General Motors announced that the 2014 edition of the Chevy Volt will start rolling off the assembly line at GM’s Detroit-Hamtramck assembly plant today. They also announced that when those new Volts arrive at dealers in a few weeks they’ll be $5,000 cheaper than the 2013 model. The move is in response to price cuts and lease deals on competitors’ EVs. After Nissan cut the price of the Leaf by $6,400 in January, its sales are up 300% from last year for the first half of 2013, just barely outselling the Volt. In July, Ford lowered the price of the Focus Electric by $4,000 and the recently launched Fiat 500e and Chevrolet Spark EV are offering $199/month leases.
The base MSRP on the 2014 Volt’s Monroney label will read $34,995, plus $810 to get it from the factory to the dealer. After applying the $7,500 federal tax credit, that puts the effective price of the Volt at $27,495, about what a nicely equipped Chevy Cruze would cost. One of the criticisms of the Volt has been that it’s expensive compared to the Cruze, with which the Volt shares a platform.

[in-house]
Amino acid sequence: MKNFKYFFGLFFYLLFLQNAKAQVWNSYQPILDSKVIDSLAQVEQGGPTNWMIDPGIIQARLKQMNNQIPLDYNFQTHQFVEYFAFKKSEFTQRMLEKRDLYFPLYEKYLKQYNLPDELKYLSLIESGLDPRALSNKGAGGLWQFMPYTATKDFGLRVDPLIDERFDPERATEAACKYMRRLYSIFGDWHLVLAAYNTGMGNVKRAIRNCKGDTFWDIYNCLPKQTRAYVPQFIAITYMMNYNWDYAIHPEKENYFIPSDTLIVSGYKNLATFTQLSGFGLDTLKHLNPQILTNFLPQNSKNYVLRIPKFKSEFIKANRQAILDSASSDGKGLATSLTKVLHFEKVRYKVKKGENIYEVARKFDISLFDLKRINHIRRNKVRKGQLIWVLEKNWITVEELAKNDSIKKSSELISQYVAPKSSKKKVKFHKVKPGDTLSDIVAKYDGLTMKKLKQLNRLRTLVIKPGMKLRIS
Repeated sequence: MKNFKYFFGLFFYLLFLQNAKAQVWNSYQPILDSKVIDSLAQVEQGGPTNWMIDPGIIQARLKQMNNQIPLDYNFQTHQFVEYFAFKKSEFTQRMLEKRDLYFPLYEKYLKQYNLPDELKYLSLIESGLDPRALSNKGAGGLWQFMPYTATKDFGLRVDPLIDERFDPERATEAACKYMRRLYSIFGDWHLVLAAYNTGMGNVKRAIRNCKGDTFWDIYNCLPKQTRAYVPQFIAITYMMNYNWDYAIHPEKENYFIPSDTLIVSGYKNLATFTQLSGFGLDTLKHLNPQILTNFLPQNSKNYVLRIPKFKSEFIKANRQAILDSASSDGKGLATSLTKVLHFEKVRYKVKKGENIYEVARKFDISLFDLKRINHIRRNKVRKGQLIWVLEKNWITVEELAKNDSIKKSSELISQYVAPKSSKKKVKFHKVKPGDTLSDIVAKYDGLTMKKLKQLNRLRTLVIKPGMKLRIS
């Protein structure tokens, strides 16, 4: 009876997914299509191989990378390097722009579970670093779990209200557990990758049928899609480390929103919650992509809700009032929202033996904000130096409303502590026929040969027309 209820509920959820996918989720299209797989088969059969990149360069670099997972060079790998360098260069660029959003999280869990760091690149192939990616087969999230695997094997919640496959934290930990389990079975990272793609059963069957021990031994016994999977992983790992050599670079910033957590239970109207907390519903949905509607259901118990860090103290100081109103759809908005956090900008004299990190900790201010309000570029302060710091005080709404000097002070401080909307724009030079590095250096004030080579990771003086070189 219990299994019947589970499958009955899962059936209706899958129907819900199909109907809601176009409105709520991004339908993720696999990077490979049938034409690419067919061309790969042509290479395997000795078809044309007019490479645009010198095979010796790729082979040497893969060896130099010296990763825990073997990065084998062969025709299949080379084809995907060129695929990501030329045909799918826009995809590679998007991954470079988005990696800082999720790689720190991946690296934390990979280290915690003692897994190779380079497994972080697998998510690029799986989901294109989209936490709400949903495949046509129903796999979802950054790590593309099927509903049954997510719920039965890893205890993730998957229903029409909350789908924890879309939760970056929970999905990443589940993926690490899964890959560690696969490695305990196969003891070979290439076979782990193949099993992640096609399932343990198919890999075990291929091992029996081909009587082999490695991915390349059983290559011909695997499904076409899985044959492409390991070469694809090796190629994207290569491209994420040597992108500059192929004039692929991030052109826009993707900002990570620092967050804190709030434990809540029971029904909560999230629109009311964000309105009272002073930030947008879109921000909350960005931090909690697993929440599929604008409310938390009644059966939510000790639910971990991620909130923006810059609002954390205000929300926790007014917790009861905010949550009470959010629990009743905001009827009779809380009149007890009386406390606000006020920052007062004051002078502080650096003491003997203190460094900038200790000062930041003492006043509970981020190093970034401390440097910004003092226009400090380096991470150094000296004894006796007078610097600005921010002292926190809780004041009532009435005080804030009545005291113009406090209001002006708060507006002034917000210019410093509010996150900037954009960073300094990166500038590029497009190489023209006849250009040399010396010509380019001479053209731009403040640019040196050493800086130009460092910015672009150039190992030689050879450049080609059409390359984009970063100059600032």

So far this year, Volt sales are up 9% to 11,463.
GM said that it has made “great strides” in reducing the manufacturing cost of the Volt, though no dollar figures were released. GM execs have said that the 2nd generation Volt, scheduled to go on sale in 2015, will cost them between $5,000 and $10,000 a unit less to build than the current model.
Apparently one reason for the current price cut is how people now use the internet to shop for cars. The lower MSRP is expected help the Volt show up in consumers’ search results. “Before, if you were going to price-shop a hybrid or a plug-in, the Volt didn’t even show up because of price point,” GM spokeswoman Michelle Malcho said.
Though the recent price cuts have raised the sale of EVs and PEVs, they’re still a small fraction of the market. Total U.S. sales of EVs and plug-in hybrids were 41,447 units for the first six months of the year. Chrysler sold more Darts that that figure, and the Dart isn’t exactly moving up the sales charts in its segment.
Chevy dealers were already discounting the Volts they had in stock and GM itself is offering rebates of $4,000 on 2013 Volts and $5,000 on the 2012 models still in stock, so the price cut is not going to have much of a real world effect on transaction prices. Truecar.com reports that the average transaction price on the Volts that were s0ld was $38,578, with a total average incentive per car at $10,489. The dealer part of those incentives are essentially subsidized by a GM bonus program for dealers who hit company determined sales objectives.